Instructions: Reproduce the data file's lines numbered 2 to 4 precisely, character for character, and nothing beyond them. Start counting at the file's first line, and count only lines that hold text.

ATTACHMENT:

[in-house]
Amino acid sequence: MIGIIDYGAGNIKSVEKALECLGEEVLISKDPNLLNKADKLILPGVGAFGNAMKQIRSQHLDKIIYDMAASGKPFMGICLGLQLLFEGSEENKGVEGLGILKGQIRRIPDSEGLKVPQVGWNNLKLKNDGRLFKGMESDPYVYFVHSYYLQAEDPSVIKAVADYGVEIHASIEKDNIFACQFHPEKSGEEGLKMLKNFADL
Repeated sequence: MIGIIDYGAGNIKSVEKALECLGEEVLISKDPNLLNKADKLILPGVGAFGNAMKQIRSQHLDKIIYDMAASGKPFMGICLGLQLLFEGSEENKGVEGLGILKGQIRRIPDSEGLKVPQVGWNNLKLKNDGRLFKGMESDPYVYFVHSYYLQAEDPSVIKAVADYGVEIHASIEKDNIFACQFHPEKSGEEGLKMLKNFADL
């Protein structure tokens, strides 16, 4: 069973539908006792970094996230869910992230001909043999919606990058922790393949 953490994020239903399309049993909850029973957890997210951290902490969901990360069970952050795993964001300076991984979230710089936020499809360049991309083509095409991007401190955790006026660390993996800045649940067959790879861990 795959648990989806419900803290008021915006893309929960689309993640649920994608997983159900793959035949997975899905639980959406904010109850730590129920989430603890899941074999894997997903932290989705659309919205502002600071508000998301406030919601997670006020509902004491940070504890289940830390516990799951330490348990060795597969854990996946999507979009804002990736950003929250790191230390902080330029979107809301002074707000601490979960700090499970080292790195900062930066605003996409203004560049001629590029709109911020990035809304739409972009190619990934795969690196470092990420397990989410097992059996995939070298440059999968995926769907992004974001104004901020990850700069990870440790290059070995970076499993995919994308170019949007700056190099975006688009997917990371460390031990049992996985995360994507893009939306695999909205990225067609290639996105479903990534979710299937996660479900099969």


Amino acid sequence: MIGIIDYGAGNIKSVEKALECLGEEVLISKDPNLLNKADKLILPGVGAFGNAMKQIRSQHLDKIIYDMAASGKPFMGICLGLQLLFEGSEENKGVEGLGILKGQIRRIPDSEGLKVPQVGWNNLKLKNDGRLFKGMESDPYVYFVHSYYLQAEDPSVIKAVADYGVEIHASIEKDNIFACQFHPEKSGEEGLKMLKNFADL
Repeated sequence: MIGIIDYGAGNIKSVEKALECLGEEVLISKDPNLLNKADKLILPGVGAFGNAMKQIRSQHLDKIIYDMAASGKPFMGICLGLQLLFEGSEENKGVEGLGILKGQIRRIPDSEGLKVPQVGWNNLKLKNDGRLFKGMESDPYVYFVHSYYLQAEDPSVIKAVADYGVEIHASIEKDNIFACQFHPEKSGEEGLKMLKNFADL
């Protein structure tokens, strides 16, 4: 069973539908006792970094996230869910992230001909043999919606990058922790393949 953490994020239903399309049993909850029973957890997210951290902490969901990360069970952050795993964001300076991984979230710089936020499809360049991309083509095409991007401190955790006026660390993996800045649940067959790879861990 795959648990989806419900803290008021915006893309929960689309993640649920994608997983159900793959035949997975899905639980959406904010109850730590129920989430603890899941074999894997997903932290989705659309919205502002600071508000998301406030919601997670006020509902004491940070504890289940830390516990799951330490348990060795597969854990996946999507979009804002990736950003929250790191230390902080330029979107809301002074707000601490979960700090499970080292790195900062930066605003996409203004560049001629590029709109911020990035809304739409972009190619990934795969690196470092990420397990989410097992059996995939070298440059999968995926769907992004974001104004901020990850700069990870440790290059070995970076499993995919994308170019949007700056190099975006688009997917990371460390031990049992996985995360994507893009939306695999909205990225067609290639996105479903990534979710299937996660479900099969």